You can fit a full face helmet in here if you wanted to. Now getting these off the bike is actually a little bit tricky. When the bike is brand new they can sometimes stick. So we're gonna try to do that. It's gonna give it a little nudge and it's still a little bit stuck in the one side and there you go. That's how easy these things come off and you can leave them off and uh, ride this bike more like a traditional street bike and it just looks a little sportier there. So easy on, easy off luggage, super convenient. And we talked about comfort. Lemme just hop on the bike for a quick second. So you see what it's like for about a six footer. I think I have about a 32 inch in seam as I sit across here. Again, almost flat footing but not quite and very upright seating position.
If you are on a bike that has wind protection, you can sit upright. It's no big deal. If you have no wind protection, you want a slight forward lean cuz the wind will take care of you but you don't have any weight on your wrists and that really matters. So this one's very, very good for that. So overall CD position, comfort versatility, you've got it right here. Take a look at the dash or the cockpit area, the versus six 50 couple things stand out here. You do have adjustable front suspension here on this bike on uh, both sides here. Now if you're not sure how to adjust that, there's factory spec, you can leave it in the factory spec and it's probably gonna be set up very well for most people. But if you have owned the bike for a while and you want to tweak it out a little bit, adjust it to make it suit you all of the information's in the owner's manual. (08:35
But where factory is and what you can do up and down and how that affects. So it's really easy to start figuring out how to adjust the suspension to really tweak it up right for you. Now what I wanna focus on is the dash. Let's try to zoom into there for a second here. Let's jump right in. Alright, the TFT display in this is very high end bike so you can connect this up to a a smartphone, get various radiology app, uh, settings from Kawasaki. But just the overall experience of the dash itself is excellent. So you have gear indicator up on the left, you have your odometer with trip A and trip B over there. Below that you have some mileage information set currently set up for kilometers per liter but you can set it up for leaders per hundred kilometers as well. You cantu uh, adjust some of these things right over here using these buttons right here. But you can also adjust them on the handlebar. Um, with Kawasaki traction control, which I'm blinking right there. Uh, we turned it off right there. We can go to level one and level two, which is a nice thing to have. Both the bikes we're looking at today do have traction control. These are not overly powerful engines but I like that it has it. Certainly the level two that we have it in right now is something that I uh, like because you could use that in rain. Um, just to sort of dial things down a little bit, you can see the fuel gauge. We are very low on fuel. This bike has a fantastic fuel tank capacity. So very good there. Nice clear gauge gives you a little bit of information, uh, everything you need and again makes things easy. So we just finished talking about the versatility of the verses or verse that some people call it versatile systems is where that name comes from.
And now I'm introducing this to you as a bike that is just as versatile and just as comfortable. Well how does that work? Well first of all, not everybody wants the size or the style of the verses, but this really does offer a similar riding feel. So the first thing I'll do is kind of start backwards. I'll show you the seating position. Because of the way this works, the handlebars are brought backwards. Your legs are relatively square, it's a lower seat height and it's a lighter bike overall so it feels lighter, feels a little more nimble. Now you don't have wind protection, we're gonna talk about that. But overall seating position, that slight forward lean compared to the sitting up the verses is kind of compensated for by a little bit of a gentle breeze coming across your body. So no hand protection, no wind protection.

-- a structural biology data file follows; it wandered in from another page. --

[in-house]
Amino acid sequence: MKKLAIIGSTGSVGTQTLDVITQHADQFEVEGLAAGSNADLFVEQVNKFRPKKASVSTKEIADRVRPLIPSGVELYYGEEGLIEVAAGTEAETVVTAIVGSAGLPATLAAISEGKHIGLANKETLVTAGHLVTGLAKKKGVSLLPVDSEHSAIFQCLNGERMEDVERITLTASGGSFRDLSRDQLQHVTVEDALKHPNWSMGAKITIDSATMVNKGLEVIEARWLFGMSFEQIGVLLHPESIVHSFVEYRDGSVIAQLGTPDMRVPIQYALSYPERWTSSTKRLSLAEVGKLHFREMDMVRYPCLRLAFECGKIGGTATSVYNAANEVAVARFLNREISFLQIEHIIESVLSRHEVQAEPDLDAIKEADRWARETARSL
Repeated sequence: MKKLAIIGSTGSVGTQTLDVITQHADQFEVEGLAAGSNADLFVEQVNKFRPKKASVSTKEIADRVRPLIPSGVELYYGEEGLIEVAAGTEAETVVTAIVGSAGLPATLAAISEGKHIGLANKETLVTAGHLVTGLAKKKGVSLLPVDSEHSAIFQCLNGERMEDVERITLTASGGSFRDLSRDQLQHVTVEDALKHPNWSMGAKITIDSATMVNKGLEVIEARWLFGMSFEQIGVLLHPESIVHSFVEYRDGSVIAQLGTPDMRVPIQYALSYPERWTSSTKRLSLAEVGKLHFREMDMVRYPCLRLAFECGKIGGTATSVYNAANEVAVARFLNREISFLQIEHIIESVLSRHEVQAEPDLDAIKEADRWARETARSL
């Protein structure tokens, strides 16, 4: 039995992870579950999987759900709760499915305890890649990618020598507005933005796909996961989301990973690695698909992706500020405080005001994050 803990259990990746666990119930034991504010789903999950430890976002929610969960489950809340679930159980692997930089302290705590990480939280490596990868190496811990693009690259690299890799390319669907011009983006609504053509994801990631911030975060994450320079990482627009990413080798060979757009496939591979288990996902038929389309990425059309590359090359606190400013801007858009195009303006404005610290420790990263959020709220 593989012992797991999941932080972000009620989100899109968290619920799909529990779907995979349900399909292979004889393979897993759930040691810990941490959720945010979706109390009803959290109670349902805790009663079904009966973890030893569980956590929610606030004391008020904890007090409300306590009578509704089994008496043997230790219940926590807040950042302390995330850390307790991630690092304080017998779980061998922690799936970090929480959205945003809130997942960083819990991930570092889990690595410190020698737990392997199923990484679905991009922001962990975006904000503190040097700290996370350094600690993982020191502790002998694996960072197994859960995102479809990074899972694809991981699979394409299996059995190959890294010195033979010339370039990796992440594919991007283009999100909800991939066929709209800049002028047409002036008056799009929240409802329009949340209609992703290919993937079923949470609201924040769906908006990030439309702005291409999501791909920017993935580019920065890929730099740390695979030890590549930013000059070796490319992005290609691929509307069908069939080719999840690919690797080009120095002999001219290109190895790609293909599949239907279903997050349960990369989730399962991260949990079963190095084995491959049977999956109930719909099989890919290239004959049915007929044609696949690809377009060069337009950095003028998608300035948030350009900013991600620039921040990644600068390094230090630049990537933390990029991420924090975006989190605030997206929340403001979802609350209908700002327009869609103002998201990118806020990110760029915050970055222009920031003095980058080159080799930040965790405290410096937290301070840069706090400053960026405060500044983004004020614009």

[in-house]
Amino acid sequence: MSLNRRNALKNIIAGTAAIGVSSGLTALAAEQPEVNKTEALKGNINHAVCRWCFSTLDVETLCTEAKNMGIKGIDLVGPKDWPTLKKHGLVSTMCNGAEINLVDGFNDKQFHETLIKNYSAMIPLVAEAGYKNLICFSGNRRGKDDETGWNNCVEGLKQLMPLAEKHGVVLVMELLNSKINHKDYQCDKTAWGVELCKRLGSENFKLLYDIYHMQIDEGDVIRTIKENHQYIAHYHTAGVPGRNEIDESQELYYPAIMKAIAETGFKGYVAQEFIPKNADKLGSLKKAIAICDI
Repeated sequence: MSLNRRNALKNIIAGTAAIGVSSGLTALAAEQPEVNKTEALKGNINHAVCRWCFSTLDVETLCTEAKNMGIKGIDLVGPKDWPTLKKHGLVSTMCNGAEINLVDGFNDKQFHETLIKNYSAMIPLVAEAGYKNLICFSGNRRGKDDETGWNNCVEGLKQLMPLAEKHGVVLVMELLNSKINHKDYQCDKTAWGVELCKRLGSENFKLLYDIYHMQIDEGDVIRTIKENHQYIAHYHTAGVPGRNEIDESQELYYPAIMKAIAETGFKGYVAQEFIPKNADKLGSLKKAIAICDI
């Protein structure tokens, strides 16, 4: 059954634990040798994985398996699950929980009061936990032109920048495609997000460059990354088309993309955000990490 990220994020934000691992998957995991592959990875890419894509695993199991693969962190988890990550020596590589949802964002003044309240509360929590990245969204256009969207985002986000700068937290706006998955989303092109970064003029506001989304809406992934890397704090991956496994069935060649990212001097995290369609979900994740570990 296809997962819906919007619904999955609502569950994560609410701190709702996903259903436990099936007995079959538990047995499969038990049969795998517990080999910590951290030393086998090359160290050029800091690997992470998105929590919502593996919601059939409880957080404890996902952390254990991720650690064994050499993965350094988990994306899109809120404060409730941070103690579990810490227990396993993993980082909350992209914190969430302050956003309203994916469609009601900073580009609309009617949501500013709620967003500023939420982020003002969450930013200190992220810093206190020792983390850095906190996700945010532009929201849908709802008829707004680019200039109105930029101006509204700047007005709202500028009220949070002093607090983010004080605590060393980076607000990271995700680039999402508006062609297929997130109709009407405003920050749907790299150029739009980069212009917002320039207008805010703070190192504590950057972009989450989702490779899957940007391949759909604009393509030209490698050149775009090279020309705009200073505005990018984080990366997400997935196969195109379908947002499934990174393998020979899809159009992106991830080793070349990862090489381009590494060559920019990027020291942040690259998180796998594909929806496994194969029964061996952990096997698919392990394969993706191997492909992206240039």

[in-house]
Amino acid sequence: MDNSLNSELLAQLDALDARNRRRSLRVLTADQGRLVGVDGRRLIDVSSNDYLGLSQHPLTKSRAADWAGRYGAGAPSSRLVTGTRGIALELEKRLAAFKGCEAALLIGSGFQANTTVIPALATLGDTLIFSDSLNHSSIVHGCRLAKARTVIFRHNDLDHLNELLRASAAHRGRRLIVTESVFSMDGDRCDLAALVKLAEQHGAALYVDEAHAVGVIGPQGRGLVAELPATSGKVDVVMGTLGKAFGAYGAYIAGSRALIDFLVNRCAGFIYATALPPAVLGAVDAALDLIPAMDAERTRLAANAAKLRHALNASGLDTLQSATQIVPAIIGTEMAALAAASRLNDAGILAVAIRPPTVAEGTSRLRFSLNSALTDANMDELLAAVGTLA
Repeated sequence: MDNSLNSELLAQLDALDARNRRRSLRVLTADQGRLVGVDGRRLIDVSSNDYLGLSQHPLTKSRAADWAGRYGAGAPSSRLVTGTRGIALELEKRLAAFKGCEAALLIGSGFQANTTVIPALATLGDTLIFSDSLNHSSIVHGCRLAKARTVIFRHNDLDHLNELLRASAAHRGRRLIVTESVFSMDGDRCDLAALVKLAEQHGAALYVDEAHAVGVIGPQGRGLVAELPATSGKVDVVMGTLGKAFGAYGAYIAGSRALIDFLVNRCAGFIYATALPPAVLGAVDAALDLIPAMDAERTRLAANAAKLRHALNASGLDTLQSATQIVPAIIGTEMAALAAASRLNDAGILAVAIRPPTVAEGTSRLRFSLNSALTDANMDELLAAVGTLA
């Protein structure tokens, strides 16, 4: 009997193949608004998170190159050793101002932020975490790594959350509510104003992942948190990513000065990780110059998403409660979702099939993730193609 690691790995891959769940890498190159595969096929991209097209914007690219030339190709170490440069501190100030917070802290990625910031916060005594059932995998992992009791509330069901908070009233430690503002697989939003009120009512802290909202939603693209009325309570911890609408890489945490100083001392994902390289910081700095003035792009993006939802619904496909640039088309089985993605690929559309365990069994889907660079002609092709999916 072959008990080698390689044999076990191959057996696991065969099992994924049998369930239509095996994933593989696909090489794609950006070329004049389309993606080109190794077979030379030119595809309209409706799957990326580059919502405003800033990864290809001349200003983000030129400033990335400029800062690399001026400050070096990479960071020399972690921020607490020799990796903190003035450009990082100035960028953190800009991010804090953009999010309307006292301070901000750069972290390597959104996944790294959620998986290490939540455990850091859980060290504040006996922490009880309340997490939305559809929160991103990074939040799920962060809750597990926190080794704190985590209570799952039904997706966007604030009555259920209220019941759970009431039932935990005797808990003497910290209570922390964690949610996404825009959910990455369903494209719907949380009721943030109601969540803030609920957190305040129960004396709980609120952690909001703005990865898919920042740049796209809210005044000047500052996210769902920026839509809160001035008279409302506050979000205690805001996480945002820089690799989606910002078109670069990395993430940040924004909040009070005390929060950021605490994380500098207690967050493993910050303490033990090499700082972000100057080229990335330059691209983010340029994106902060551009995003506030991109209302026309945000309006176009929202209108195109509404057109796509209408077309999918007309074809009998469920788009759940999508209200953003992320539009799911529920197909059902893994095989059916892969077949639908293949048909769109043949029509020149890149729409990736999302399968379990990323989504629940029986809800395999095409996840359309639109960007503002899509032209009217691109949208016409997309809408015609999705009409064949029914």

Again, not a big deal, we'll get to that in a second, but this is really just as comfortable and because it's lighter it will feel a little bit sportier. Now this one doesn't have the adjustable suspension that the verus has. However, that being said, once you dial in the suspension on the verses the way you want it, you tend to not change it other than if you're adding a lot of luggage. Let's talk about luggage for a second. This bike is the 50th anniversary edition on some versions this little rail here is going to be an accessory that you can add on a Kawasaki accessory on this particular trim line, this 50th anniversary one, it comes standard. The cool thing about this retro look is this retro piece was actually very useful back in the day to secure luggage. You've got a good size backseat here as well.
Couple bungee cords, couple uh, you know, gear tie type things. Uh, you know, even some rope you could do if you had to. You can stack your regular bags without buying extra accessories right onto the backseat right here. Now if you do want bags because of the general design of this bike, you can get hard bags mounted here. You can get soft bags mounted here. You can do all kinds of things in the aftermarket accessory because you haven't got that weird kind super sport angle with a tiny little seat back there. There's a lot more versatility to adding luggage here. Same thing if you wanted to add a windshield here. If you were to add a windshield because you have a regular traditional handlebar and a regular round headlight, there are all kinds of aftermarket windshields that can kind of fit over that. So there's a Kawasaki option and there's a whole bunch of aftermarket options.